Academic Plagiarism: Librarians’ Solo and Collaborative Efforts to Curb Academic Plagiarism


Monica D.T. Rysavy, PhD., Ed.D. (Editor) – Goldey-Beacom College, Wilmington, DE, USA

Series: Education in a Competitive and Globalizing World
BISAC: EDU003000

This edited collection is a compilation of practical case studies from academic libraries and librarians working with other college departments, faculty, and/or students. It chronicles their efforts to combat ongoing concerns related to intended and accidental student plagiarism due to the variety of definitions of plagiarism.
The contributors to this collection are associated with colleges and universities from around the United States. The authors have a broad range of educational and professional experience and offer unique insights into the wide variety of methods used to help combat student plagiarism in academic libraries.
This collection begins with the work of Sarah Clark (University of Manitoba) and Vickie Albrecht (University of Manitoba) as they share how the Academic Integrity Office, Academic Learning Centre, and Libraries at their university collaborated to pilot a program to deliver educational support to students involved in academic misconduct. Their chapter discusses the details of this pilot, as well as the challenges and opportunities that exist in offering educational support in a post-discipline setting.
The work of Amy Dye-Reeves (Texas Tech University) shares how a librarian (Dye-Reeves) formed a partnership with the department of clinical psychology at Murray State University to create an academic dishonesty workshop. She describes the collaborative processes taken to develop a disciplinary-specific academic integrity workshop to curb students’ plagiaristic behaviors.
Sherri Brown (Florida State College at Jacksonville) shares how librarians and English faculty collaborated to design an assessment of students’ information literacy skills in an English course. They subscribed to ProQuest’s Research Companion database to identify how to cite correctly, paraphrases, and summarizing. This chapter shares the results from the assessment.
Monica D. T. Rysavy (Rysavy & Michalak Consultants) and Russell Michalak (Partners in Rysavy & Michalak Consultants and Directors at Goldey-Beacom College) discuss how the Office of Institutional Research & Training and the Library and Learning Center’s Information Literacy Assessment (ILA) program teaches students how to cite, and to write. The authors, who appended a survey to the ILA program, asked students to provide their definition of plagiarism and rate their perceptions of their peers’ plagiaristic behaviors at Goldey-Beacom College.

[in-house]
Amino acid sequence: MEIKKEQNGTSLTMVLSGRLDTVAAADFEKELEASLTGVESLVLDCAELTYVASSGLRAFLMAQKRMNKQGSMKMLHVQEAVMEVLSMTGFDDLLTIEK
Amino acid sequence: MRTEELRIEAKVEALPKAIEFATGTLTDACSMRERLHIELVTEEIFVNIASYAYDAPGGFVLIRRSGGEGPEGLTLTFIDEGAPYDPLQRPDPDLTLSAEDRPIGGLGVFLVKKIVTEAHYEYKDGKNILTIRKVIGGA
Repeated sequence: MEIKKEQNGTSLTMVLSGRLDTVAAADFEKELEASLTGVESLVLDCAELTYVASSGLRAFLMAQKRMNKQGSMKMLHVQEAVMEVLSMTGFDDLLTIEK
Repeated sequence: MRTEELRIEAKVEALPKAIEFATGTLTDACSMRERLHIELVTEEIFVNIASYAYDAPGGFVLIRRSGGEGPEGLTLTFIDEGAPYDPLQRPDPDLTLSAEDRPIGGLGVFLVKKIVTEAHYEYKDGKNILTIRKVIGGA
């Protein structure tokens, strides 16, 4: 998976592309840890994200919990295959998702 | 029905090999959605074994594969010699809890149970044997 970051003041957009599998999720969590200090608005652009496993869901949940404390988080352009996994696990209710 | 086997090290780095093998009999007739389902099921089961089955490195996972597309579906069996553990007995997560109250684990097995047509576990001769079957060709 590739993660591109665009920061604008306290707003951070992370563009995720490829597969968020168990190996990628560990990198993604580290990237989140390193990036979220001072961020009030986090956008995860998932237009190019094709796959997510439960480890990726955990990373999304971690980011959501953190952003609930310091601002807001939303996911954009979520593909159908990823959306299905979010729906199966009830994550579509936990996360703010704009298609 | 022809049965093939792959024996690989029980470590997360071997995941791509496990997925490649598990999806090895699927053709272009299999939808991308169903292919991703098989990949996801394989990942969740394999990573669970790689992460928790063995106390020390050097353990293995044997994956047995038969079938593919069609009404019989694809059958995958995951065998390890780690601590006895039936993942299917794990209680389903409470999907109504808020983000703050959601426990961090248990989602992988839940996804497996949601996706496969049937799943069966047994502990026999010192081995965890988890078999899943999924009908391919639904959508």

The contribution of Kimberley K. Vardeman (Texas Tech University) Cynthia L. Henry (Texas Tech University) discuss how as librarians, they partnered with IT, Worldwide E-Learning, and the Ethics Center to integrate the software (Turnitin and iThenticate) into the Learning Management System and to educate instructors about it. This chapter shares the benefits and drawbacks of librarians’ serving as the role of enforcing academic integrity as opposed to serving as a support resource for the campus.
Navadeep Kahnal (University of Missouri at Columbia) and Rhonda K. Whithaus (University of Missouri at Columbia) describe how students, as new initiates and trainees in the scholarly communication field, need to be trained not to plagiarize through education. The training students receive should show them the correct practices of scholarly communication and the reasons for it as well as the consequences of committing plagiarism.
This collection is concluded with the work of Emmett Lombard (Gannon University) who discusses librarians’ accommodations of international students, and how and why international students use the library. This chapter helps to frame how academic librarians can help international students avoid plagiarism.
We believe this collection of chapters provides a unique overview of academic libraries and librarians partnerships with other departments at colleges and universities to help combat the continued concerns related to student plagiarism – both intended and accidental – due to the variety of definitions of plagiarism.

Table of Contents

Table of Contents


Chapter 1. Life after Plagiarism: A Collaborative Approach to Post-discipline Education
(Sarah Clark and Vickie Albrecht, University of Manitoba, Winnipeg, Manitoba, Canada)

Chapter 2. A Collaborative Effort: A Psychology Librarian’s Partnership with the Clinical Psychology Department
(Amy Dye-Reeves, Texas Tech University, Lubbock, Texas, US)

Chapter 3. Meeting Outcomes Assessment: An Opportunity for Partnership: The Results Are In
(Sheri Brown, Marilyn K. Painter and Susan B. Slavicz, Florida State College at Jacksonville, Jacksonville, Florida, US)

Chapter 4. Students’ Perceived Plagiaristic Behaviors: Librarians’ Role
(Monica D. T. Rysavy, PhD, EdD, and Russell Michalak, Rysavy & Michalak Consultants, Wilmington, Delaware, US)

Chapter 5. Keeping Plagiarism in Check Using Software: Librarians as Enforcers of Academic Integrity
(Kimberly K. Vardeman and Cynthia L. Henry, Texas Tech University, Lubbock, Texas, US)

Chapter 6. Librarians, Instructors and Educational Technologists: Collaborations towards Curbing Academic Plagiarism
(Navadeep Khanal and Rhonda K. Whithaus, University of Missouri, Columbia, Missouri, US)

Chapter 7. International Students and Plagiarism: Role of the Academic Library
(Emmett Lombard, Gannon University, Erie, Pennsylvania, US)


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